ATTORNEY GENERAL MADIGAN FILES AMICUS BRIEF OPPOSING EFFORTS TO DEFUND PLANNED PARENTHOOD
Madigan, 17 AGs Argue that Ohio Law Violates First Amendment & Due Process Clause
Chicago — Attorney General Lisa Madigan, as part of a coalition of 18 attorneys general, filed an amicus brief with the U.S. Court of Appeals for the Sixth Circuit, challenging an Ohio state law that would defund Planned Parenthood and other health service providers that perform or promote abortions. The full appellate court will hear the matter en banc on Oct. 3.
Madigan and the coalition filed the amicus brief in Planned Parenthood of Greater Ohio v. Himes, arguing that Ohio’s law violates the First Amendment and the Constitution’s Due Process Clause because the law imposes an unconstitutional condition on state grants that infringes on plaintiffs’ right to free speech, plaintiffs’ right to provide access to abortion services, and their patients’ right to receive such services.
“Restricting funding to providers because they provide abortion services is not only irresponsible, but also unconstitutional,” Madigan said. “Access to affordable health care services is essential and providers like Planned Parenthood ensure that women can get the care they need.”
The brief highlights the fact that since 2009, 20 states have now passed laws or taken executive actions to prohibit family-planning and other public health funds from being awarded to Planned Parenthood affiliates and other providers of abortion services, even when those funds are specifically directed to support services that have nothing to do with abortion. The federal government has proposed the so-called Title X “gag rule” that would prevent health care providers who participate in Title X’s family-planning program from referring their patients for safe, legal abortions. Additionally, Congress has passed a resolution that encourages states to pass defunding measures, repealing a Department of Health and Human Services rule that prohibits states from denying federally funded family-planning grants for reasons unrelated to the entity’s ability to provide family-planning services.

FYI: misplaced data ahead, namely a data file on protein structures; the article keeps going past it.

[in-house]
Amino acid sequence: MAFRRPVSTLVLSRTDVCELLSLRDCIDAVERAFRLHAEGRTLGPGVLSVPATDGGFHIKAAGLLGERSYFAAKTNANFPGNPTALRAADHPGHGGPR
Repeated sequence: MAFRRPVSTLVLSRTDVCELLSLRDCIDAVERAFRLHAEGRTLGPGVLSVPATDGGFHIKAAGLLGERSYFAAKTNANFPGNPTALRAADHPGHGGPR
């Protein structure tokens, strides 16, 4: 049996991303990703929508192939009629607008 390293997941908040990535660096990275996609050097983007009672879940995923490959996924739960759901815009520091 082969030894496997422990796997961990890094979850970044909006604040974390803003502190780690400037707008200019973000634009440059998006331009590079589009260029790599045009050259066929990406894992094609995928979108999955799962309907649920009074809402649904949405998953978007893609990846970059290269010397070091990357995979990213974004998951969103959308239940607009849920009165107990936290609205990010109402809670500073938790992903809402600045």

Ohio’s law, which was enjoined before it could take effect, would have prohibited the state from awarding public health grants to providers who perform or promote safe and legal abortions, even though the grants have nothing to do with abortion services. Those grants instead provide funds for other health services, such as education to prevent violence against women, screening for breast and cervical cancer, HIV and AIDS prevention, testing and treatment of sexually transmitted diseases, and infant mortality prevention.
With defunding efforts of this kind proliferating around the country, Madigan and the coalition seek to ensure the availability of safe abortion services and other important public health services from accessible providers in each of their states and protect the right of providers to engage in constitutionally protected activity.
Joining Madigan in filing the amicus brief were the attorneys general of California, Connecticut, Delaware, the District of Columbia, Hawaii, Maine, Maryland, Massachusetts, New Jersey, New Mexico, New York, North Carolina, Oregon, Pennsylvania, Vermont, Virginia and Washington.